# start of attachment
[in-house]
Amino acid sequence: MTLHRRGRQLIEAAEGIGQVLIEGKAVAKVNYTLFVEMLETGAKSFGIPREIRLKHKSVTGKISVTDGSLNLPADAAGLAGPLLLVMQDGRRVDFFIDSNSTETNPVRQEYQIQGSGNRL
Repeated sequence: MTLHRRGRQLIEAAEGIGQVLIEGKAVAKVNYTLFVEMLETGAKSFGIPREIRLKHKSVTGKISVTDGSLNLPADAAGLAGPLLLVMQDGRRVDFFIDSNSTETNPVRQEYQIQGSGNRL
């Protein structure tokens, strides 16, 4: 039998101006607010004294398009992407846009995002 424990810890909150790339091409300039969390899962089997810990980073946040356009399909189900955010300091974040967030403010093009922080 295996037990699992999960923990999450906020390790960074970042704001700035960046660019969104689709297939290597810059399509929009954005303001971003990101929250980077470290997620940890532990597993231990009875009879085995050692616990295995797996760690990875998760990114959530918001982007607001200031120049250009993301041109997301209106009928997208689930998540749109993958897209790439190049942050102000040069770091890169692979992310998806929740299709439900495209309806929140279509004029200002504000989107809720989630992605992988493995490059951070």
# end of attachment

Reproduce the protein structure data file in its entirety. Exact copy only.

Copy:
[in-house]
Amino acid sequence: MTLHRRGRQLIEAAEGIGQVLIEGKAVAKVNYTLFVEMLETGAKSFGIPREIRLKHKSVTGKISVTDGSLNLPADAAGLAGPLLLVMQDGRRVDFFIDSNSTETNPVRQEYQIQGSGNRL
Repeated sequence: MTLHRRGRQLIEAAEGIGQVLIEGKAVAKVNYTLFVEMLETGAKSFGIPREIRLKHKSVTGKISVTDGSLNLPADAAGLAGPLLLVMQDGRRVDFFIDSNSTETNPVRQEYQIQGSGNRL
């Protein structure tokens, strides 16, 4: 039998101006607010004294398009992407846009995002 424990810890909150790339091409300039969390899962089997810990980073946040356009399909189900955010300091974040967030403010093009922080 295996037990699992999960923990999450906020390790960074970042704001700035960046660019969104689709297939290597810059399509929009954005303001971003990101929250980077470290997620940890532990597993231990009875009879085995050692616990295995797996760690990875998760990114959530918001982007607001200031120049250009993301041109997301209106009928997208689930998540749109993958897209790439190049942050102000040069770091890169692979992310998806929740299709439900495209309806929140279509004029200002504000989107809720989630992605992988493995490059951070």